Monday, July 9, 2012

Tongue and Cheek

As the president of a community theatre organization, I have the opportunity to see a lot of shows. Many of them I will be reviewing and rating as part of our awards program. I recently went to see a musical with my sister, and gave her a glimpse into a world that is really best entered only after you drink the Kool-Aid.

We walked into a pleasant theatre space and were greeted warmly. I was introduced to the head honcho, whom I've never met before. Without further ado, he launched into a well-rehearsed, yet nervous speech, about one of his ingenues who was puzzled as to why she had not received an invitation to perform at the awards ceremony. His eyes were wildly rolling around their sockets and his skin tone was quickly going from white to pink. With hands flourished in some type of interpretive dance, he kindly inquired as to whether this was some "difference" from years past.

Ah yes, I moved the trash can. I have been told that your first year in any new leadership position, you should maintain the status quo. Don't move the trash can or paint the walls. But I did. I changed the format of the ceremony from having our musical actress and actor nominees perform to having the nominated shows select something to present.

I did this because of a snafu we hit last year when one of our performers dropped out at the last minute due to a recently-discovered extra-marital affair. Her soon-to-be-ex explained to me over pasta and chianti at the after-party that one reason for the split was some faulty equipment issues on his part - but he adamantly assured me that everything was working again. It was one of those conversations where you keep a very calm, still face on the outside, but on the inside you are screaming, "Didhejusttellmeabouthispenis?!!"

But I digress.

As I explained the ceremony changes and apologized for the confusion, I heard my sister behind me making sympathetic noises and soothing tones towards the man. It's a natural reaction, to sing a lullaby to a crying baby. Once placated, he then told me about the great sacrifices he was making to attend the ceremony this year. And with a turn and a two-step, he was gone.

My sister and I had excellent seats for the show, a raunchy tale that promised profanity and brief nudity. Since we were front and center, we were able to observe every ripple and dimple on the dancers' scantily-clad rear ends. Our neighbors probably thought I had a nervous tic, as I was constantly averting my eyes so as not to catch a glimpse of a stray pubic hair or part of someone's hoo-ha. There were some stand-out moments, but also so much to deconstruct and explain to my sister.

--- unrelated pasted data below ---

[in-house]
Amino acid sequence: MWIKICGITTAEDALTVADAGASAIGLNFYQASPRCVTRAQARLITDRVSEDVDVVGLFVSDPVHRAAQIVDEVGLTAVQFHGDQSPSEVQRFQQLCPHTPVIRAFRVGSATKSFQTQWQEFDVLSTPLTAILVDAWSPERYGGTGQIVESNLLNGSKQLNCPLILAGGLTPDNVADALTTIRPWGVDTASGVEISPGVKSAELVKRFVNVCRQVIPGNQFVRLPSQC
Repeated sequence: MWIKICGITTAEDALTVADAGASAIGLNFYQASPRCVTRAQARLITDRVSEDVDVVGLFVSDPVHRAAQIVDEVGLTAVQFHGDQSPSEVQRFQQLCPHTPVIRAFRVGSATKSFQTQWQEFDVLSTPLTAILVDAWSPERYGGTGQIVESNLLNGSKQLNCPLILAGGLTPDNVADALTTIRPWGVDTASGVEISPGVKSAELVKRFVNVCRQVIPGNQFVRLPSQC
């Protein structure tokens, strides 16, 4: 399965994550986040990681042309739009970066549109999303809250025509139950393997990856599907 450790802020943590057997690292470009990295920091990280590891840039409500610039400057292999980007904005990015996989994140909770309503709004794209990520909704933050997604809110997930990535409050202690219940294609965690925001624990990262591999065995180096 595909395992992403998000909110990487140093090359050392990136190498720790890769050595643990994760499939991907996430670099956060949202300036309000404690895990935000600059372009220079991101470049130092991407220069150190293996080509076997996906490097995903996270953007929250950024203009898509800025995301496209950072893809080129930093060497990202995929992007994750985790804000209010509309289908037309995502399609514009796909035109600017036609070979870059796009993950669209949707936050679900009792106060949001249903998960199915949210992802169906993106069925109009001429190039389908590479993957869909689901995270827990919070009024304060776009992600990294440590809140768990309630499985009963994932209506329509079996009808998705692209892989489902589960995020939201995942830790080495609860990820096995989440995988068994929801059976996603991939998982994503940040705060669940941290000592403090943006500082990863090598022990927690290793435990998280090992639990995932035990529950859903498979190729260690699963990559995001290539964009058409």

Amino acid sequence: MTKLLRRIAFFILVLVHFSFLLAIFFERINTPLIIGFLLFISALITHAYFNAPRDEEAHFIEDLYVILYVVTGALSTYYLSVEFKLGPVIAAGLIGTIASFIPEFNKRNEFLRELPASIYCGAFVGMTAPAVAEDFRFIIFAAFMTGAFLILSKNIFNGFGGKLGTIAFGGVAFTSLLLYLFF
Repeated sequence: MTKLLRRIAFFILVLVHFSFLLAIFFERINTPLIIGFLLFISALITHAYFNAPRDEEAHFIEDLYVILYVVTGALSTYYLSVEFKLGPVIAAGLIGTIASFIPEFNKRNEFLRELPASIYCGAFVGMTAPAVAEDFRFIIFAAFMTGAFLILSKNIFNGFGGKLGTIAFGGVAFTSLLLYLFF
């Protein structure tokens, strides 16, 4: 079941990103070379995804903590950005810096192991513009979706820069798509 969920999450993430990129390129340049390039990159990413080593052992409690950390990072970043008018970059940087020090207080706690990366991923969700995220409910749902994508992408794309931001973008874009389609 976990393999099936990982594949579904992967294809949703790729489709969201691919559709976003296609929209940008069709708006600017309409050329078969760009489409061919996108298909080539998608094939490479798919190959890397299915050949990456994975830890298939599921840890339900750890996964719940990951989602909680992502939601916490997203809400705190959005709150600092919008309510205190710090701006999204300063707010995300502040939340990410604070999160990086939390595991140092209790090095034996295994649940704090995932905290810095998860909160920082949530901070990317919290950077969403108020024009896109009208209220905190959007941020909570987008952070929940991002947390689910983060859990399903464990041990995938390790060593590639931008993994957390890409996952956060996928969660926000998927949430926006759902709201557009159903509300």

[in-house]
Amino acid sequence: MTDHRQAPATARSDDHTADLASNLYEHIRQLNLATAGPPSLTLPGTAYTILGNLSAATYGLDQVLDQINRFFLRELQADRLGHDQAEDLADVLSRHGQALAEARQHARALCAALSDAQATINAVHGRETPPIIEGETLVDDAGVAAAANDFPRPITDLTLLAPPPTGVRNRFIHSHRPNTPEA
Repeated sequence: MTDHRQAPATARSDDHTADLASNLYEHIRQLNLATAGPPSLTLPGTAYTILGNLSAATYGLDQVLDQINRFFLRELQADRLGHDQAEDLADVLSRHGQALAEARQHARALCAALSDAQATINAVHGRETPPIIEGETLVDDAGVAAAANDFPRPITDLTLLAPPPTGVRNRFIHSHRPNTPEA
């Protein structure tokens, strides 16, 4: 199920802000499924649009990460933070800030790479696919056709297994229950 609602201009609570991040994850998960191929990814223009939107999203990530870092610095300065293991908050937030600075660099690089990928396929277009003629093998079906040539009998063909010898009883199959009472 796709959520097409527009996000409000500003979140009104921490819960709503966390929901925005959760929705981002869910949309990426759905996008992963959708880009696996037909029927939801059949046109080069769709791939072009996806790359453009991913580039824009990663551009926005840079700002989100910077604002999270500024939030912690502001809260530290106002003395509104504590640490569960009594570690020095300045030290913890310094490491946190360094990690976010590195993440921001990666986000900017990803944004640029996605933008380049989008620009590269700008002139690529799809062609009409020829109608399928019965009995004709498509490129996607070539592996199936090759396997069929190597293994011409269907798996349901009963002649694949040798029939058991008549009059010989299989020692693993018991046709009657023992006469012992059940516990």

For instance, the longer an actor's program bio is, the larger their ego. There were people in the show with no more than a few lines who took up several paragraphs discussing their "celebrity" "artistic talents" and "triple threat" status. The amount of awards they claim is proportional to the number of times they've gotten laid.  And if they don't thank the cast and crew, it's because everyone hates them.

Another thing is nepotism. People get parts all the time because they are best friends or brothers with the director. Such was the case for at least one poor soul, who, after we realized he was a man with a girl's name and not a woman in drag, demonstrated that he had never danced before in his life. The choreographer had created such a complicated routine to showcase her genius, but this guy just flopped around the stage with his eyes glazed over and his mouth hanging open. It was both uncomfortable and fascinating, and segued into a locker room scene that provided more unwelcome views of hairless chests and the revelation that puberty may have been severely delayed in some.

The show ended with a whimper as the grand finale song withered on the vine, but we did get one last peek at the women's "cheeks."  Then my sister and I bypassed the receiving line and the eagle eye of the pinkish head honcho and high-tailed it out of there. We were on sensory overload and needed to decompress.

Sister: "Is it always like this?  I mean, how do you handle it?"
Me: "It makes me feel normal."  And secretly, I can relate to all of these people more than I care to admit.

So, with that, the season has begun and I look forward to sharing it with you.  But not too much ....

Until next time, keep crowin'!

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